Antarctica is the world’s highest, driest, coldest, windiest, and brightest continent. It is about the size of the United States and Mexico combined and is almost entirely covered by a covering of ice that averages more than one mile thick but may reach almost three miles in spots. This ice formed over millions of years as a result of snowfall.
According to NASA, the Antarctic ice sheet now comprises 90% of the ice on Earth and would raise global sea levels by more than 200 feet if it melted.
Many of the Earth’s climatic systems are influenced by Antarctica. Everything is just fine so long as the system operates properly. But what happens when it stops working? We are about to find out.
Using hot water, researchers recently bore a hole 30 centimeters wide through over 600 meters of ice. Their equipment revealed that there is a small layer of fresh water protecting the glacier from the warmer (relatively speaking) water beneath. As a result, the quantity of vertical ice loss was less than expected.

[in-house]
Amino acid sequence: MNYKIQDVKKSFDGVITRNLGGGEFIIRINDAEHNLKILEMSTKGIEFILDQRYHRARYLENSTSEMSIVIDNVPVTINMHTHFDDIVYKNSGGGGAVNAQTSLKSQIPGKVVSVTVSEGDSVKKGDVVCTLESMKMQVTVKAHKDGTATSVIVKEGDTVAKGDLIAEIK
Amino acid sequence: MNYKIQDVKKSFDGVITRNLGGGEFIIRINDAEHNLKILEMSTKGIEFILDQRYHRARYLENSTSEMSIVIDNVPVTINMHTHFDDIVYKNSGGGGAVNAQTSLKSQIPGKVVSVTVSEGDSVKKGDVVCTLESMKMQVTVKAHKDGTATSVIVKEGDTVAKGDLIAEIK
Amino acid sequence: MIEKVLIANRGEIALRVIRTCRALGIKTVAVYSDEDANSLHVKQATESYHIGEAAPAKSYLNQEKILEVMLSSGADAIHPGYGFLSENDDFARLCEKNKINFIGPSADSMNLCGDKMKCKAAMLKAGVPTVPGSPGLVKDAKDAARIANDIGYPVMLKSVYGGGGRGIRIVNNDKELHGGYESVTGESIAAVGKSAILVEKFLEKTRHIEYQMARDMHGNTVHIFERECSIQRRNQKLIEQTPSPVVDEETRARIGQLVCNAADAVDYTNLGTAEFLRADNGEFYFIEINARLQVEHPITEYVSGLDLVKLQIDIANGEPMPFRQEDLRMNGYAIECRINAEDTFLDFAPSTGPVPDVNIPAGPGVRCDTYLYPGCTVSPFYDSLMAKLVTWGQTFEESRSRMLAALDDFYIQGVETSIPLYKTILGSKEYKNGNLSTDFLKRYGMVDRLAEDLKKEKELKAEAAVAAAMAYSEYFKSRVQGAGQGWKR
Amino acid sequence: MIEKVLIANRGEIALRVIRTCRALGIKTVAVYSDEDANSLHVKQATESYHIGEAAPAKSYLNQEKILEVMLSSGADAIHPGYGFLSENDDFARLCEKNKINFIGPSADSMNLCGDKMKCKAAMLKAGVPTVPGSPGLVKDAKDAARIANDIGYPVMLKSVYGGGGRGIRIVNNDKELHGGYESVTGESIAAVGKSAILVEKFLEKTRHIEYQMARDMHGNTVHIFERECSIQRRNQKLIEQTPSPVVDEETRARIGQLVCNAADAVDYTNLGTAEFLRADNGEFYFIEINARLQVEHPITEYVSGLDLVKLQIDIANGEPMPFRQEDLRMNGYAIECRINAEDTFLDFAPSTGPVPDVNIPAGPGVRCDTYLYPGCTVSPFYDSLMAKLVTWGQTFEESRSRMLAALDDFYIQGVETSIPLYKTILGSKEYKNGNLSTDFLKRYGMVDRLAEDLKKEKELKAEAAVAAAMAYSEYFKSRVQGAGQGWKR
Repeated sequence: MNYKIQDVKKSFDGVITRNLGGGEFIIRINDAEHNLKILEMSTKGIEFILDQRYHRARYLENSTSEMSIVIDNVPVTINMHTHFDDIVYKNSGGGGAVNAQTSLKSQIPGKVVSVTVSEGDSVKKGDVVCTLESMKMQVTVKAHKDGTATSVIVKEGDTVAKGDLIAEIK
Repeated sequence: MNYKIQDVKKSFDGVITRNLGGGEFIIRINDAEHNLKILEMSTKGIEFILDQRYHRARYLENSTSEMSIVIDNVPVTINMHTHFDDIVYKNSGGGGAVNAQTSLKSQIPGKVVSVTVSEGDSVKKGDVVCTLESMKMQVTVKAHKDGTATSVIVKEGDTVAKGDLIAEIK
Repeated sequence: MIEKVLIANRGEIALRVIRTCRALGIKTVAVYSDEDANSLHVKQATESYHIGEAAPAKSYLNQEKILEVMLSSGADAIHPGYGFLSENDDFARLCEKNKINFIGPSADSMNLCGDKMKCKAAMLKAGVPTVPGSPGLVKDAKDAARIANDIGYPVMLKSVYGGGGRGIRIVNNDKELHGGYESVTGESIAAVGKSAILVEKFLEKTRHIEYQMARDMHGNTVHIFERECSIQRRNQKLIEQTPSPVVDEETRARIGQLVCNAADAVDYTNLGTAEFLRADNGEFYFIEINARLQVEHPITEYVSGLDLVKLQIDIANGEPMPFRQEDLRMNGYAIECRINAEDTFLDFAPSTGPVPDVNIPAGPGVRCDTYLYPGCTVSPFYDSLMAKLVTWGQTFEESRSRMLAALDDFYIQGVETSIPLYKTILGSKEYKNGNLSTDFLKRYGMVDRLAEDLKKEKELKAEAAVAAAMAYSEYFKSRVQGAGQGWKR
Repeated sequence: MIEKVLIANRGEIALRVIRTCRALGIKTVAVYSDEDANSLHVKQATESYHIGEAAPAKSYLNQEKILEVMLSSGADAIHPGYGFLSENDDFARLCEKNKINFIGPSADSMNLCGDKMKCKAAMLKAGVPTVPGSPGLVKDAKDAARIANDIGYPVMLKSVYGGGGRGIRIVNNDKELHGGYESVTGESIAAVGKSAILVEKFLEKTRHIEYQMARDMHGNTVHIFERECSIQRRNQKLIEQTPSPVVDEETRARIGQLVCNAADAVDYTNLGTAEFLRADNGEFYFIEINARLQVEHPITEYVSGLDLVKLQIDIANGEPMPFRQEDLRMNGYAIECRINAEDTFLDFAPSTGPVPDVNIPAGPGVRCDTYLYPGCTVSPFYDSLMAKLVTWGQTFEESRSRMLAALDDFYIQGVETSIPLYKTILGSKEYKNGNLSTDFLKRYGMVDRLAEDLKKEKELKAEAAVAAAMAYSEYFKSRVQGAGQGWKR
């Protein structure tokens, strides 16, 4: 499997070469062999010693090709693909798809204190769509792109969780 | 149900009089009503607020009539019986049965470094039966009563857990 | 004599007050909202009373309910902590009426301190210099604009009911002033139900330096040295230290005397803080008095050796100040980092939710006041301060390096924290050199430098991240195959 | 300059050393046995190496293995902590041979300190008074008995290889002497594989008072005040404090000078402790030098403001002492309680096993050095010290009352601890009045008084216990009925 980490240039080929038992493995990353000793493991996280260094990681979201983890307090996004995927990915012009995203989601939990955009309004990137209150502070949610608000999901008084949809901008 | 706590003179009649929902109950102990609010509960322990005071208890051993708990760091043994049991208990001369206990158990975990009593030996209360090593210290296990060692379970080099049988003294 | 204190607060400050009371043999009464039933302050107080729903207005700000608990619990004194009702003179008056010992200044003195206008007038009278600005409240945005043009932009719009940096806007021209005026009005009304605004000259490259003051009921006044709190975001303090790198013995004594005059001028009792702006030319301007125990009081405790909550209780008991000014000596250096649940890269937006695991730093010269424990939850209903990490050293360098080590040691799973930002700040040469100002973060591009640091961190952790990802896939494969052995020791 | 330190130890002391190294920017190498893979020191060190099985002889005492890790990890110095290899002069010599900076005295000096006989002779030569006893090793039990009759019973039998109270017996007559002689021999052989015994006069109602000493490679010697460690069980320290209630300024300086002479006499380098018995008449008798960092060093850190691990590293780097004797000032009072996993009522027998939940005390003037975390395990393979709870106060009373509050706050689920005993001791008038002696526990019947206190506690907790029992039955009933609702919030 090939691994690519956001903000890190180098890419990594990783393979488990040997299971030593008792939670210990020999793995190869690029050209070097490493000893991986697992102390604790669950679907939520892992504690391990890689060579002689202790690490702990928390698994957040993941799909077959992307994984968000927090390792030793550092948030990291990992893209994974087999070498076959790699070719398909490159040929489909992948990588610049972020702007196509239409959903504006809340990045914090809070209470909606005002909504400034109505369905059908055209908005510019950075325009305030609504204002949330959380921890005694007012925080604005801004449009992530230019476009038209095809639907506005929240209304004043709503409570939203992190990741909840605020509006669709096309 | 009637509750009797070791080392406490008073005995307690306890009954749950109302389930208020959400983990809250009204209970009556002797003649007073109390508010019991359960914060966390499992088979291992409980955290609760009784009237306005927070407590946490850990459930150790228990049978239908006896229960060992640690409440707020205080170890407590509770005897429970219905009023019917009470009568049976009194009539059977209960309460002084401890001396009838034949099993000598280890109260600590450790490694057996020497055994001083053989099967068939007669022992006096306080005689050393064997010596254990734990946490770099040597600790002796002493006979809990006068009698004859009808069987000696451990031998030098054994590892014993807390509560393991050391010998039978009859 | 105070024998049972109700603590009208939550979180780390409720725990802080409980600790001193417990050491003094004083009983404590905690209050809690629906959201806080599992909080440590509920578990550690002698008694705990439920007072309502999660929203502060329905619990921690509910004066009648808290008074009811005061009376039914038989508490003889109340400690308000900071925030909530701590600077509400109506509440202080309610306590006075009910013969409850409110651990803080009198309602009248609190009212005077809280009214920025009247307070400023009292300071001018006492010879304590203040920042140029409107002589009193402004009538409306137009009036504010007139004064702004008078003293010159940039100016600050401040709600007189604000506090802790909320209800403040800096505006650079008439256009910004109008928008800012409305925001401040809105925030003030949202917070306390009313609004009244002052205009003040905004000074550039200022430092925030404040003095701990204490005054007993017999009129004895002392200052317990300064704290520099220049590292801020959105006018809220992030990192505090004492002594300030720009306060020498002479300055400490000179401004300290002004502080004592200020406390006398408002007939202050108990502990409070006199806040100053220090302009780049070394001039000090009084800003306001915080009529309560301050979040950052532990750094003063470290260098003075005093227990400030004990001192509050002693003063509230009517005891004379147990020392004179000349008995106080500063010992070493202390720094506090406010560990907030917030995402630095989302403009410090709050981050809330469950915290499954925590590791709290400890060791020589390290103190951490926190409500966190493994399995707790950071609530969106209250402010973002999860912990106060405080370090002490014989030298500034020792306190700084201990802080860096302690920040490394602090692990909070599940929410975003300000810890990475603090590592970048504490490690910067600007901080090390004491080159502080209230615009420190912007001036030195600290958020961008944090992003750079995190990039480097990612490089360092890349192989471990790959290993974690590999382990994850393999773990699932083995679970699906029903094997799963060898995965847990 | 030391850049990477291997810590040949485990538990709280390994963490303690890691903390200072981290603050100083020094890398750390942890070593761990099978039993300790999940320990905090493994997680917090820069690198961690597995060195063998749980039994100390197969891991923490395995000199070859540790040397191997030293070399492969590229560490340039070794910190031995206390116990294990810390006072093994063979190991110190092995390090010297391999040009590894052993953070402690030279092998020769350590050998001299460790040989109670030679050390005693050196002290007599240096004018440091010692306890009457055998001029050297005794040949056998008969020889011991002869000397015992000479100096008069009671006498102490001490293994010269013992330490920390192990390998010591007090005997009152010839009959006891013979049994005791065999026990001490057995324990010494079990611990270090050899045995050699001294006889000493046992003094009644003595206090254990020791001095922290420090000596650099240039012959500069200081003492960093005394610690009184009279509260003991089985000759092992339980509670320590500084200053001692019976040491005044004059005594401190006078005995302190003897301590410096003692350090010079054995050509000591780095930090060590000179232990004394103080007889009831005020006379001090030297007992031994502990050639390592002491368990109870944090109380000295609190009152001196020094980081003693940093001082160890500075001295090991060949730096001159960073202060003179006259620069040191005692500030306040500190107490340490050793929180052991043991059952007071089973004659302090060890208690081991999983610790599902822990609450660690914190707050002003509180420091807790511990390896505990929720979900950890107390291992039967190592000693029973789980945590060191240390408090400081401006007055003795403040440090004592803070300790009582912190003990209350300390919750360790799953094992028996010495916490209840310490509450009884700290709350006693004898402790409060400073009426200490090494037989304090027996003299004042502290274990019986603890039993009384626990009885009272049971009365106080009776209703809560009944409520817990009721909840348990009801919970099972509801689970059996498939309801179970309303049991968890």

Nevertheless, Icefin revealed that the glacier’s underbelly is filled with fissures and crevices that resemble an upside-down stairway. Some of these cracks go deep into the glacier, making it unstable. The insulating effect of fresh water appears to be reduced in locations where cracks and gaps are present.
Climate researchers believe changes in wind patterns related to higher average global temperatures are driving a flow of warmer water into the Southern Ocean, which in turn is raising the temperature of the water beneath the ice floes of Antarctica.
Most of us don’t think about Antarctica very often. It’s a big lump of ice surrounding the South Pole. It’s been there for a long time and will be there for millions of years, right? According to the most recent studies, this is not the case. If all of Antarctica’s ice melted, sea levels would be 200 feet higher than they are now. If this happens, we’re in big danger…
Reference- NASA, Nature, National Geographic, Clean Technica, Discovery Channel